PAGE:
A central SM atmosphere generation glove box was connected by a series of valves to three other glove boxes used to expose animals by various routes of administration. All delivery systems were composed of stainless steel or anodized aluminum unless otherwise noted. Air flows were controlled and monitored using calibrated rotameters. A separate glove box was dedicated to the delivery of potential therapeutics. A limited access storage cabinet was located in the exposure room for storage of synthesized SM and precursors. The analytical equipment for monitoring exposure atmospheres and industrial hygiene was located in the exposure room.
SM Vapor Generation
SM vapors were generated with a custom built stainless steel J-tube (McClellan and Henderson, 1995
). The J-tube was filled with glass beads and blanketed with a heat jacket and a temperature controller to maintain an operating temperature of 160°C (). Nitrogen, supplied by gas cylinder, was used as the carrier gas through the J-tube at a flow rate of 2.1 L/min. Neat SM was injected into the J-tube via syringe through a rubber septum. The syringe speed was controlled by a syringe pump (Kent Scientific, Torrington, CT), with the speed determined by the desired vapor concentration.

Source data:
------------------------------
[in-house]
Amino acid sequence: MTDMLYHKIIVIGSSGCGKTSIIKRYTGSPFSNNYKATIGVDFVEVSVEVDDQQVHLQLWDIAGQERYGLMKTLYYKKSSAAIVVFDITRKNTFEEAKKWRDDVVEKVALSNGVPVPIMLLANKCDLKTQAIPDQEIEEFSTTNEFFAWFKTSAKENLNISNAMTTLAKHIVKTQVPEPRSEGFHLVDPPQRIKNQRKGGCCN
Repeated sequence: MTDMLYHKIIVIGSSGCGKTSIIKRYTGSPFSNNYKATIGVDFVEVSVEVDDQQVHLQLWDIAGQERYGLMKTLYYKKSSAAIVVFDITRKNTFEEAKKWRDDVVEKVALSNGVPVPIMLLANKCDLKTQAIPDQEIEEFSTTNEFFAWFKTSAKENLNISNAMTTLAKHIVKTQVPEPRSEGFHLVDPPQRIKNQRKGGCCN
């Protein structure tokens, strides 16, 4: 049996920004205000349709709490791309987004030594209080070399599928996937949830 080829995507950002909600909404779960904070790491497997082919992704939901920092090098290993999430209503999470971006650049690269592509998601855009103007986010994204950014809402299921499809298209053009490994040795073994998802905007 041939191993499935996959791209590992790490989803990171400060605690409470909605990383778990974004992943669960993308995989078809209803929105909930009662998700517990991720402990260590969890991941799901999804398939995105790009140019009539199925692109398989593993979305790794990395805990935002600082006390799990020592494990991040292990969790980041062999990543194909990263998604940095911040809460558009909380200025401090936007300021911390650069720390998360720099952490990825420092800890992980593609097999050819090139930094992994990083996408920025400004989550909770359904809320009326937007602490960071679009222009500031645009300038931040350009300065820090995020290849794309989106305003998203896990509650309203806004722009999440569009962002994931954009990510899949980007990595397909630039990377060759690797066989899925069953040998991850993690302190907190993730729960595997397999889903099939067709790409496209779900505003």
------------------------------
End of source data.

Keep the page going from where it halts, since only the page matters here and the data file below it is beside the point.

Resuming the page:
FIGURE 2 J-tube for sulfur mustard vapor generation. Neat sulfur mustard is introduced into the stainless steel J-tube via syringe pump. The J-tube is packed with glass beads and wrapped with heat tape to control the temperature of vaporization. Vaporization is (more ...)
SM Aerosol Generation and Particle Size Determination